Consumers turn to organic milk with the belief that this milk is healthier, while others have strong environmental or animal rights beliefs. And luckily, organic milk is a few cents more than conventional milk in the current marketplace.
Research is somewhat limited with regard to evaluating the health benefits of organic milk over conventional milk. This can be confusing to some of us milk drinkers.
To clarify this for us, the Department of Agriculture has four specific requirements that assist in the definition of which milk is organic and which milk is not.
One requirement is that the milk must come from cows never treated with bovine growth hormone, used to increase milk production. Some people feel that milk treated in this manner may increase hormone-associated cancers or have an effect on growth hormone levels in humans. Apparently there are people who believe that the bovine growth hormone (BGH) is protein-related, meaning that if a human ingests it, the protein gets destroyed in the acidic environment of our stomach. Logically, less garbage in would translate to our bodies having to process less garbage and therefore, less garbage out, yes?
Second, organic cows milk must come from cows free of antibiotic treatments. If a milk cow is treated with an antibiotic, this cow is removed from the herd for a year. And, conventional herds of cows can not give milk until assessments show that the milk is antibiotic-free. Tanks of milk are tested for the presence of antibiotics on a regular basis.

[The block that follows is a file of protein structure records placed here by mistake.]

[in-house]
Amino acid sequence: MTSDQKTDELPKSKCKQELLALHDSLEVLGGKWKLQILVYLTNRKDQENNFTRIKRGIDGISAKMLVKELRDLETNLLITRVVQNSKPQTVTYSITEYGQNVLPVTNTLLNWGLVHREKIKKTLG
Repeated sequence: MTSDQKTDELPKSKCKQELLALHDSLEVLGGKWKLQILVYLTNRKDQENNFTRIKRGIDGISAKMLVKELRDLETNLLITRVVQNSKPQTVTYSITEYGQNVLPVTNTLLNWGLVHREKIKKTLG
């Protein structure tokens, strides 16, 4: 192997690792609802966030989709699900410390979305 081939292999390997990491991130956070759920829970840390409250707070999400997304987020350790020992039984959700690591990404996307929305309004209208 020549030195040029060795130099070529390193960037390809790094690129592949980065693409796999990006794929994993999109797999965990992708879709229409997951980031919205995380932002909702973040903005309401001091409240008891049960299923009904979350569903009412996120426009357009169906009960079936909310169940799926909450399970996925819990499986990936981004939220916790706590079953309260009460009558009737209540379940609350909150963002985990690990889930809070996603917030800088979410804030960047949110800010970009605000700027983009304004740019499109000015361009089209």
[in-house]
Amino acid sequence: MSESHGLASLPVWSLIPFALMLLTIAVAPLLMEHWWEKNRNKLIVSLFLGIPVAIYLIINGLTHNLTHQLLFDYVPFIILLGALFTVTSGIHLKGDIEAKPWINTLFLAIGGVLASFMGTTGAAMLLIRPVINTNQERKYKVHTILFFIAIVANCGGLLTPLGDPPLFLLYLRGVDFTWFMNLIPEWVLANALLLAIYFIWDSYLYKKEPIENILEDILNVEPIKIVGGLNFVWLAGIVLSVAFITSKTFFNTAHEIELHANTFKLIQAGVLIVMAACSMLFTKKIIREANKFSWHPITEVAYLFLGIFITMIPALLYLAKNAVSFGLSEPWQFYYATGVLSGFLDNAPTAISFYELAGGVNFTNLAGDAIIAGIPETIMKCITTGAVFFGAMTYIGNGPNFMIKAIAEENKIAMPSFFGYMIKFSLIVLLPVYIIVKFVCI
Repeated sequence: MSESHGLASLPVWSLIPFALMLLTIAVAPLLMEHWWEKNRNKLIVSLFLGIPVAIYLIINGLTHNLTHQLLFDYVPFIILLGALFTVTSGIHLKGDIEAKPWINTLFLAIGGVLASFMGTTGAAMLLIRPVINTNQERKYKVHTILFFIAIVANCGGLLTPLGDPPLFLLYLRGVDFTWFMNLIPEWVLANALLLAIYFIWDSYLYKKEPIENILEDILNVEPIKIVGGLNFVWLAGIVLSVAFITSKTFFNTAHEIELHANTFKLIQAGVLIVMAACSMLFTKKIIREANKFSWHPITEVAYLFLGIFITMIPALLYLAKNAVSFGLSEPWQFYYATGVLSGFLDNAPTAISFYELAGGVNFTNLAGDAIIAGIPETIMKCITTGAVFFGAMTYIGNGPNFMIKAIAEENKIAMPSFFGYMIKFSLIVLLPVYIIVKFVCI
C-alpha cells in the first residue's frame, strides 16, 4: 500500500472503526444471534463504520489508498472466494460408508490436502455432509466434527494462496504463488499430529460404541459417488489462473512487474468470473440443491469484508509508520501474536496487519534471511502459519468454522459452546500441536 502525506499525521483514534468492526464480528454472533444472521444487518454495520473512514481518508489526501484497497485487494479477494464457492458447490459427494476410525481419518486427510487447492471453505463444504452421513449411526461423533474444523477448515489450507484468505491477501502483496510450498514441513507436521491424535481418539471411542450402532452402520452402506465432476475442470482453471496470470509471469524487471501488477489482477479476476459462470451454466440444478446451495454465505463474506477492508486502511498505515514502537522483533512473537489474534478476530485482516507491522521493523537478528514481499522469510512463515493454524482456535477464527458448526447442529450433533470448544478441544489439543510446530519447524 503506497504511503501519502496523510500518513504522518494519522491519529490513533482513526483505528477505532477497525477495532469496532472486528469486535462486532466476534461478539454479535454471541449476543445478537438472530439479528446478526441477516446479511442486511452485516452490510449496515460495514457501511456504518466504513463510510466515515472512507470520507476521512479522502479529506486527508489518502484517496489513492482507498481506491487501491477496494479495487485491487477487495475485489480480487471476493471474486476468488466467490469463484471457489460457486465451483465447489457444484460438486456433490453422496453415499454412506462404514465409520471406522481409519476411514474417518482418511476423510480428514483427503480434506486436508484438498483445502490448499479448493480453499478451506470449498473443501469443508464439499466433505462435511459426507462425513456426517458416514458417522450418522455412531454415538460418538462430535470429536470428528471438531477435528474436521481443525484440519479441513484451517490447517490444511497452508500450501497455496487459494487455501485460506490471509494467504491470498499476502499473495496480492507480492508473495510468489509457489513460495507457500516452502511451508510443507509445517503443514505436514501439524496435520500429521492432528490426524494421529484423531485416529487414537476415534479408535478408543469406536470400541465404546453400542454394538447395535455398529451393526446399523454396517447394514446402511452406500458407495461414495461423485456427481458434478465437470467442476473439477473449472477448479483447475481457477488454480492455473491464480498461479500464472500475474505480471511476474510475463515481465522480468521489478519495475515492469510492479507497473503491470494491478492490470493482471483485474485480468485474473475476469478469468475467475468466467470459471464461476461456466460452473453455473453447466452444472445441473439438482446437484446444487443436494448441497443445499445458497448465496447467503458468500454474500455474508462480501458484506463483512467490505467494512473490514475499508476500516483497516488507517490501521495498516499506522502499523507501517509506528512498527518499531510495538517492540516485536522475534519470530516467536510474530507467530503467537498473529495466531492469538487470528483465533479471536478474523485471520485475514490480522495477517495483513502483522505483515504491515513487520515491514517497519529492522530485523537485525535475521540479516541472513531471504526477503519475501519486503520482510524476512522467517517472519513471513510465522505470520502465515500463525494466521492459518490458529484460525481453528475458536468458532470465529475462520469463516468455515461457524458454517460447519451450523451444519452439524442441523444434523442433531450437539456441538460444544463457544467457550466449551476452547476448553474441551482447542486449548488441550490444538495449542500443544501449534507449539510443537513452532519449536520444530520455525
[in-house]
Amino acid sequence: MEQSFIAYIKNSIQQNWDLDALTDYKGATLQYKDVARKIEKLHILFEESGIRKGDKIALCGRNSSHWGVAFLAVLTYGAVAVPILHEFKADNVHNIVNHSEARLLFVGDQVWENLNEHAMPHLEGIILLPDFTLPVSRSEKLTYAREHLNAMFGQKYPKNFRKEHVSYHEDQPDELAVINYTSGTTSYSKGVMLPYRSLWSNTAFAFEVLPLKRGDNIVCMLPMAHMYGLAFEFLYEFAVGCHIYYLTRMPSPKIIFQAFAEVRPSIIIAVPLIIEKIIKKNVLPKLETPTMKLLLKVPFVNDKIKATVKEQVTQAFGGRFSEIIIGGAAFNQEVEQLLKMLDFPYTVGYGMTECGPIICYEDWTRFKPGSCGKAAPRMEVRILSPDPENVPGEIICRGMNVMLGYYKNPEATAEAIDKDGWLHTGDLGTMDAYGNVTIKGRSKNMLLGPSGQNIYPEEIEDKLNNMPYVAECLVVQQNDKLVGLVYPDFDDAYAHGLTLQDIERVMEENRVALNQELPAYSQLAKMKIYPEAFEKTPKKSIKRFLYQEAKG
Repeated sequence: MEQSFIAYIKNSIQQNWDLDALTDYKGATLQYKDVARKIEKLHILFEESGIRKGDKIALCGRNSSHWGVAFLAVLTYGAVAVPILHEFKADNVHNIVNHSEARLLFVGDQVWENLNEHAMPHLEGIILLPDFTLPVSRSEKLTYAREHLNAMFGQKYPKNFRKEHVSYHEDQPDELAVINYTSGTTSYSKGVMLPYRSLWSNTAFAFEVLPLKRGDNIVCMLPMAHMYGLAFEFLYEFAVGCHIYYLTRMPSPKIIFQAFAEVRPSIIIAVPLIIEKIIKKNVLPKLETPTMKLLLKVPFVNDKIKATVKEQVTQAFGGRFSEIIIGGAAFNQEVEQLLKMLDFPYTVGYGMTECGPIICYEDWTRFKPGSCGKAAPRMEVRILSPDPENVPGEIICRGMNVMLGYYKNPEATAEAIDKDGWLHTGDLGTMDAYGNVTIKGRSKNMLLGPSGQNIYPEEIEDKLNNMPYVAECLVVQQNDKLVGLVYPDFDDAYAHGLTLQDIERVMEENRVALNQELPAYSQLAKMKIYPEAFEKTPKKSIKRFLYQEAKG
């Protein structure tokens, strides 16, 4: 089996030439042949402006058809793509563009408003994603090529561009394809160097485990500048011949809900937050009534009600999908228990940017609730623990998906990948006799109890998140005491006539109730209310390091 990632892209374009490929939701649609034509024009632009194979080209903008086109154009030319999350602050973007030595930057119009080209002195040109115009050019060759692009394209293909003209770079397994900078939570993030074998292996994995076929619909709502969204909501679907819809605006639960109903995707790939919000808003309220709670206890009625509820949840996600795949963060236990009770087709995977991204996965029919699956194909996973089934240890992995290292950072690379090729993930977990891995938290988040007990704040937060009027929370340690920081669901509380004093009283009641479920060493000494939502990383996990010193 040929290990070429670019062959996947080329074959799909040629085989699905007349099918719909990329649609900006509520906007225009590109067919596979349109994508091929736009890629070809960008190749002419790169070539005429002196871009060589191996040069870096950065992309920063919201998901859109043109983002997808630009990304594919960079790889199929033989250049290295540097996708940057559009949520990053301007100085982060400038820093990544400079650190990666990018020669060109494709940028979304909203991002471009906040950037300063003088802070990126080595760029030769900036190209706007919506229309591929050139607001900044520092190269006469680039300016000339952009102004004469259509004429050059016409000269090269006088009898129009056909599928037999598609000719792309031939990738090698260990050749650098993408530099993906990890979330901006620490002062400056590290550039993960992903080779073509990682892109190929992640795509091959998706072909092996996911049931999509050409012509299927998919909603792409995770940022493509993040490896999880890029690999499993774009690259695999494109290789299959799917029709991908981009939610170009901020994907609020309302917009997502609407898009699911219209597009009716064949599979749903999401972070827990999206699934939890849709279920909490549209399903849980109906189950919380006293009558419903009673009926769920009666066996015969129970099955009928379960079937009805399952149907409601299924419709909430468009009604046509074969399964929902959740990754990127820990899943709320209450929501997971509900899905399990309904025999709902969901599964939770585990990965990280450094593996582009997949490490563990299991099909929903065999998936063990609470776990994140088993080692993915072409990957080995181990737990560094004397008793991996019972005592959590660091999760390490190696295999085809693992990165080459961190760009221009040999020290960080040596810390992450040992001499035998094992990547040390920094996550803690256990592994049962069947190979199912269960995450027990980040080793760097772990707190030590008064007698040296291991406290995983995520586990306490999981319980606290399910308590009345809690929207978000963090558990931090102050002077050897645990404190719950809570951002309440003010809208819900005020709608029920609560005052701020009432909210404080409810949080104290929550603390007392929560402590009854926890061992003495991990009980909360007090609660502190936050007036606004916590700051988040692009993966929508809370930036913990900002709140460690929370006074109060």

Another requirement is that the milk cows are fed feed that is grown without pesticides. There are some reports indicating that non-organic milk may be allowed to contain small quantities of particular pesticides, so long as these amounts remain below established tolerance levels. Some researchers have stated that they have not found any grave health issues directly associated to pesticides in cow feed and health risks in humans. With that being said, less garbage in. less garbage to process, less garbage out.
Finally, organic milk must come from cows that have access-to-pasture. Some consumers envision year-round grazing of blissful cows. However, as this is possible in specific climates, not in typically colder climates, there is no established minimum requirement, organic milk can come from cows that have had limited entry-to-a-pasture. There are those who consider that pasture-fed cows produce more conjugated linoleic acid (CLA) – an essential fatty acid (EFA) found to be protective against cancer. Others dispute this stating that grass feeding alone does not definitively result in elevated CLA levels.